Friday, September 23, 2011

Freehold Update

It appears that the last stumbling block on our journey to purchase our new Freehold has been passed. Hooray! The house that we found in April, the house highly recommended by our realtor for a number of reasons, is probably going to officially be ours on Friday of next week. It's about time! I'm glad we managed to get this done by now, although I admit I wish very much that we'd gotten in with time to allow for a fall garden. Still, at least I have time now to prepare spots for the spring garden, and that's something!

The new house is sort of grey and blue, fairly pretty, and L-O-N-G. It started out as a small, two bedroom house back in the 40s, with a detached garage. Sometime in the 70s or so, the garage was attached to the main house via a breezeway of sorts which is insulated and also has 3 small bedrooms above it (the peaked windows you see in the picture there). The garage has a cement floor (it needs some work but is certainly usable immediately) and some insulation. There's a hallway between the garage and the house, providing a buffer space for those wanting to go out. Think of it as a sort of airlock.

The body of the house has office space, a living room, a "parlor" (or at least that's what we're calling it), a dining room, the two bedrooms, two full bathrooms, and a beautiful screened in porch. In the pictures, you can see that the grass is a bit overgrown, and that the bushes are sadly in need of trimming, but really it's not all that bad. The previous owners obviously loved it, and the upstairs bedrooms are all done in pine and cedar with built in dresser drawers, desks, and book shelves. It smells heavenly. We especially like the screened porch, because it will be a wonderful place for us to have friends over for dinner (the porch is actually larger than the dining room LOL). We will be able to eat without bugs, still be in the fresh air, and the kids can play and be loud in the yard without bothering us.

There isn't much of a backyard; it's basically a strip of land behind the house about 2 yards wide. It was previously (badly) fenced in for a dog, it appears, but we'll be taking down the fencing immediately. The front yard, on the other hand, is gorgeous. All the pictures you see are taken from the driveway, which is long and semi-circular, providing a perfect place for children to ride bicycles, run races, or do chalk drawings. Beyond the driveway there's another equally beautiful strip of grass and flower garden before you come to a strip of mature maple and fir trees, hiding us somewhat from the (very not busy) road beyond. Despite being "in town" instead of rural, this house has the feel of being very private, very separate. Behind the house is a 25 acre tract of land that has nothing on it but trees. We'll be checking with the owners, but it appears that local kids play there unhindered. There are enough maples on our property to allow me to make a good year's supply of maple syrup come spring thaw.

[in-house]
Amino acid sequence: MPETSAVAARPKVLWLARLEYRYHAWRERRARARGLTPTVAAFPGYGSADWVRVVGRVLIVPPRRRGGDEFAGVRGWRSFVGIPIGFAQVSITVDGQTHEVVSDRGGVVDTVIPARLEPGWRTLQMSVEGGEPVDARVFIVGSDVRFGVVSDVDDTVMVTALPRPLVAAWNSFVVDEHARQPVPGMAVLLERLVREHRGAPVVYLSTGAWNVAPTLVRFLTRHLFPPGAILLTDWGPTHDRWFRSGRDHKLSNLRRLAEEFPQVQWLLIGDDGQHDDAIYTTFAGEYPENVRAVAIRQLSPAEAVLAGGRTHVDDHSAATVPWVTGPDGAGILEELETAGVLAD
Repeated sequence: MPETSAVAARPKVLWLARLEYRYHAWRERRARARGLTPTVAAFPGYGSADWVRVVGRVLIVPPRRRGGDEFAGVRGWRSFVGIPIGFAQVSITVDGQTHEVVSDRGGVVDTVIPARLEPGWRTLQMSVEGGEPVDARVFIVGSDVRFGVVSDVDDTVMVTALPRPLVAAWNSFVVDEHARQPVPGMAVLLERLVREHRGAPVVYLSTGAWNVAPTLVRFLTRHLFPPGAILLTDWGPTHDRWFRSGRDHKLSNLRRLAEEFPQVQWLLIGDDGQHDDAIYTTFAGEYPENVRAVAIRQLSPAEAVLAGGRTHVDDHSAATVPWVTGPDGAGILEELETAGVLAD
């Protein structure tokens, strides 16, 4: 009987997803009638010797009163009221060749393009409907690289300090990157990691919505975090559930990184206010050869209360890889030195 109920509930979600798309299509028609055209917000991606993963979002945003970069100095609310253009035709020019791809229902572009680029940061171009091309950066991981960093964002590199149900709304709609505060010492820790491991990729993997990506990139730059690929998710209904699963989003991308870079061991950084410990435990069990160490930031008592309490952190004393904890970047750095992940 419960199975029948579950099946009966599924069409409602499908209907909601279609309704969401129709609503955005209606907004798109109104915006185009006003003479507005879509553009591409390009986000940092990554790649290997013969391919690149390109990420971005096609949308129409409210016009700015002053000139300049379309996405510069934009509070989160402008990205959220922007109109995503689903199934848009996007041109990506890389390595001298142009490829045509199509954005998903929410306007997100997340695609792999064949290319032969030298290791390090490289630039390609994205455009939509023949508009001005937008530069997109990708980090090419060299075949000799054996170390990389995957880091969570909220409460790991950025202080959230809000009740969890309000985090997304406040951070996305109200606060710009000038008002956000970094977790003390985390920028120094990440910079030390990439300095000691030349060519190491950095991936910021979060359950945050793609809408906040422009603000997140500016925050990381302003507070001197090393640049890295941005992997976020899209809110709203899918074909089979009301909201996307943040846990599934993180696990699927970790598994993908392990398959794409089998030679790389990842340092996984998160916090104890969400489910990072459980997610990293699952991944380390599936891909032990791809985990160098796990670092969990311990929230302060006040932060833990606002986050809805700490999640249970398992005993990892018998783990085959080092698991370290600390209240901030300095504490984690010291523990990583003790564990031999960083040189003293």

Because I no longer have a tractor with tiller, a full acre to play with, or the other people to work with me, I'll be creating a different type of garden on our Freehold. We'll still have our chickens (the one neighbor close enough to be bothered by them used to own her own chickens years ago and loves the idea of being able to see them), although I have to get new babies come spring. It'll be a full year before  I get to have fresh eggs again. Still, it gives us time to get a pretty little hen house put together.

A lot of my garden ideas are coming from an internet friend, the Thrifty Mama of Adventures of a Thrifty Mama on a Trailer Park Homestead. Instead of growing OUT I'll be growing UP. I'll be using raised beds, hopefully (and slowly, as these are expensive) using galvanized water troughs. The basic idea is that in using these, you water from the bottom rather than the top. This means there's much less evaporation, no worry about burning your precious plant leaves, and apparently much less in the weed department, too. You don't have to stoop to weed or pick, and it's more difficult (though never impossible LOL) for ground critters like squirrels or slugs to get into your veggies. Our whole family loves the look of these, and you can paint them any color. We'll be trying to buy one or two a year, and set them up. Until we get enough, I'll use traditional wood-bound raised beds and a modified "square foot garden" technique for close planting.

Because we have the long driveway, we're also going to be putting in several fruit trees along it. These will provide us with fruit, and also with shade and privacy. There's already one mature apple tree, although I need to do some rather severe trimming on it before spring comes. It's overgrown and a few of the suckers have become major branches that aren't really bearing well. The sad part is that the one branch that is providing LOTS of apples is going to have to come down because it's way too tall. We might not get many apples next year because of the severity of the pruning, but the tree will be much healthier for our love and care. We snagged one of the low hanging fruit for a taste test the other day (the apples are just coming ripe now) and the flavor is indescribable. It's tart and yet sweet, a yellow apple that I believe is a yellow delicious variety. Even the small ones on the tree this year can be used for making applesauce and pies, and I'm already thinking about Thanksgiving dinner with a fresh home baked apple pie on the table. YUM!